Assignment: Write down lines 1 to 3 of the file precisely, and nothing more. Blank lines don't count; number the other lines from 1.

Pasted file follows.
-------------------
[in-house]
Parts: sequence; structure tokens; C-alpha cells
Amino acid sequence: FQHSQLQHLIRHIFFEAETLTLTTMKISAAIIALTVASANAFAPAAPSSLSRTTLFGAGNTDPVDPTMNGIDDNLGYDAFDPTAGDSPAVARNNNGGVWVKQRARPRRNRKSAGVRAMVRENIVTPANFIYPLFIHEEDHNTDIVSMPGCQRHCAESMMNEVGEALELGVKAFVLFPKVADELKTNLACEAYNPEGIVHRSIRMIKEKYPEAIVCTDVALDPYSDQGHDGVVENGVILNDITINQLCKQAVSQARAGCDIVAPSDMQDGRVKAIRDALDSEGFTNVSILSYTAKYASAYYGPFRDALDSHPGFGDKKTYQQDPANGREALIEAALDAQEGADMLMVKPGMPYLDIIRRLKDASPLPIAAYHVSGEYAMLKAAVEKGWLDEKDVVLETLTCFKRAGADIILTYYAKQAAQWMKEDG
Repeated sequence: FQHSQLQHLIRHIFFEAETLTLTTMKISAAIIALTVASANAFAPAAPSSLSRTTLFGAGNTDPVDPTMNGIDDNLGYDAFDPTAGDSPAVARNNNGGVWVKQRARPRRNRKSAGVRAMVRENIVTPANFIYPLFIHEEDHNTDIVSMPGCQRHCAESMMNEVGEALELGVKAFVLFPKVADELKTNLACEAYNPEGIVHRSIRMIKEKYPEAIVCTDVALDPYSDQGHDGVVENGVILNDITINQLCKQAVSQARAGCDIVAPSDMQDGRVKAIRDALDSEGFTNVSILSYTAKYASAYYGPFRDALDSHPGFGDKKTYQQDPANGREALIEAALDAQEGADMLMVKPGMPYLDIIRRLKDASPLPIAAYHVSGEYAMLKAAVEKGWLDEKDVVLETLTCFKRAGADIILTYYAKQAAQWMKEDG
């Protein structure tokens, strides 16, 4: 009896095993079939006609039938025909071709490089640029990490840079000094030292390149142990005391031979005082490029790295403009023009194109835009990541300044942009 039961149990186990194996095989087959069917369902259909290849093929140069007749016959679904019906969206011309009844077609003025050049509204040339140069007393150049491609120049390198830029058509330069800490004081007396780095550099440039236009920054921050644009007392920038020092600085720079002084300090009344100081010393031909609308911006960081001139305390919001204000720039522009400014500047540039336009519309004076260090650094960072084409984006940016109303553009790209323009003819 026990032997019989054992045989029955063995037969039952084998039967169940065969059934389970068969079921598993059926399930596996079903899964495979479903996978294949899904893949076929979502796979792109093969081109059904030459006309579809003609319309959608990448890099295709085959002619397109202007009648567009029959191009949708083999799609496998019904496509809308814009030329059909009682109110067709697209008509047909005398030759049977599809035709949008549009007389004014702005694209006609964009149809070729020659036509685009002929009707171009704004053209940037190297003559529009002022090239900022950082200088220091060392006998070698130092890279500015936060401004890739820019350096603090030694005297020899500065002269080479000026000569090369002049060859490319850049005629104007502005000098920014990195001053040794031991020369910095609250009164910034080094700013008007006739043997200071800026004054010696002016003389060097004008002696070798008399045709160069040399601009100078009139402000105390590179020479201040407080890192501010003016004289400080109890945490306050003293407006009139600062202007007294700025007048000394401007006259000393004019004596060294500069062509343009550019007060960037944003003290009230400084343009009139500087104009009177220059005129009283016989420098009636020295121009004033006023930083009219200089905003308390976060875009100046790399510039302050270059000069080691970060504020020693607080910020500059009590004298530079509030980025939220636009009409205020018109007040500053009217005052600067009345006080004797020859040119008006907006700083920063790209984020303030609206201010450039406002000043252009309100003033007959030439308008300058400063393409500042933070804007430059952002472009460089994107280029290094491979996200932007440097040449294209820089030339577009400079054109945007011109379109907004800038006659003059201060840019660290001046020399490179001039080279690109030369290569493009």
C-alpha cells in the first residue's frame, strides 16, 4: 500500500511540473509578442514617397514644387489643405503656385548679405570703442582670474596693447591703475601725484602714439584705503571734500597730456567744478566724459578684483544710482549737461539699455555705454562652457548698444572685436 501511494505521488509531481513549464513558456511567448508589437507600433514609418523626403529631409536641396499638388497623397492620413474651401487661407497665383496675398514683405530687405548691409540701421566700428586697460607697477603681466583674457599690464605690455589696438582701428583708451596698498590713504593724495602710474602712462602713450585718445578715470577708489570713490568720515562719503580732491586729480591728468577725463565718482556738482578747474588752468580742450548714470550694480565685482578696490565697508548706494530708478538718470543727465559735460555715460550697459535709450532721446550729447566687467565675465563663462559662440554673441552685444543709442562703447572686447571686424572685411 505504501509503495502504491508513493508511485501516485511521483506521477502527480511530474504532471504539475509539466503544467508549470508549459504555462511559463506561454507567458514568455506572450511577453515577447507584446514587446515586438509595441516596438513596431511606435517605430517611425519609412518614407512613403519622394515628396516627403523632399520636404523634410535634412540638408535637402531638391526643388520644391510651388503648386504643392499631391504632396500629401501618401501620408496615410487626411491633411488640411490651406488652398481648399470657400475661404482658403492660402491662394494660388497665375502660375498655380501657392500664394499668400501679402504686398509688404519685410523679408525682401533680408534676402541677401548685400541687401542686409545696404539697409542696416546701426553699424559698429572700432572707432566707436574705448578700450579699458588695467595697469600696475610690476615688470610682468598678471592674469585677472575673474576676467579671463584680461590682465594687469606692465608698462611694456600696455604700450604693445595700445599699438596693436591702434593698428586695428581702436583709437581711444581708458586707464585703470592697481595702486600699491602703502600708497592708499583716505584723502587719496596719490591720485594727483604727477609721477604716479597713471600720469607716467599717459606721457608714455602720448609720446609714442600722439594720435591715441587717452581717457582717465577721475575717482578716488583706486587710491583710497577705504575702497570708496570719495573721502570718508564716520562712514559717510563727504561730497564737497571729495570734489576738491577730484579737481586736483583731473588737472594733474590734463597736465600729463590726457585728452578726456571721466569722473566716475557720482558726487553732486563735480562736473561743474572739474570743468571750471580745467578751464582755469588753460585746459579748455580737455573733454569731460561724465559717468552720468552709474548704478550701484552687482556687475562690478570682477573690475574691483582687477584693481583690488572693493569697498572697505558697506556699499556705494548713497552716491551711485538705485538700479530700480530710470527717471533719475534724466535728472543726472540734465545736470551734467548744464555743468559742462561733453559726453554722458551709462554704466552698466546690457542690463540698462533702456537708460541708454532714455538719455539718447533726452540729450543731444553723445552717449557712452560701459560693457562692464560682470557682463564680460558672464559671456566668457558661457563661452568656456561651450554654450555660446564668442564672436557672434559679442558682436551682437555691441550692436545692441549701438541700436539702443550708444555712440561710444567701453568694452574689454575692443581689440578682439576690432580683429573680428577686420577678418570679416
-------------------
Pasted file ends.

[in-house]
Parts: sequence; structure tokens; C-alpha cells
Amino acid sequence: FQHSQLQHLIRHIFFEAETLTLTTMKISAAIIALTVASANAFAPAAPSSLSRTTLFGAGNTDPVDPTMNGIDDNLGYDAFDPTAGDSPAVARNNNGGVWVKQRARPRRNRKSAGVRAMVRENIVTPANFIYPLFIHEEDHNTDIVSMPGCQRHCAESMMNEVGEALELGVKAFVLFPKVADELKTNLACEAYNPEGIVHRSIRMIKEKYPEAIVCTDVALDPYSDQGHDGVVENGVILNDITINQLCKQAVSQARAGCDIVAPSDMQDGRVKAIRDALDSEGFTNVSILSYTAKYASAYYGPFRDALDSHPGFGDKKTYQQDPANGREALIEAALDAQEGADMLMVKPGMPYLDIIRRLKDASPLPIAAYHVSGEYAMLKAAVEKGWLDEKDVVLETLTCFKRAGADIILTYYAKQAAQWMKEDG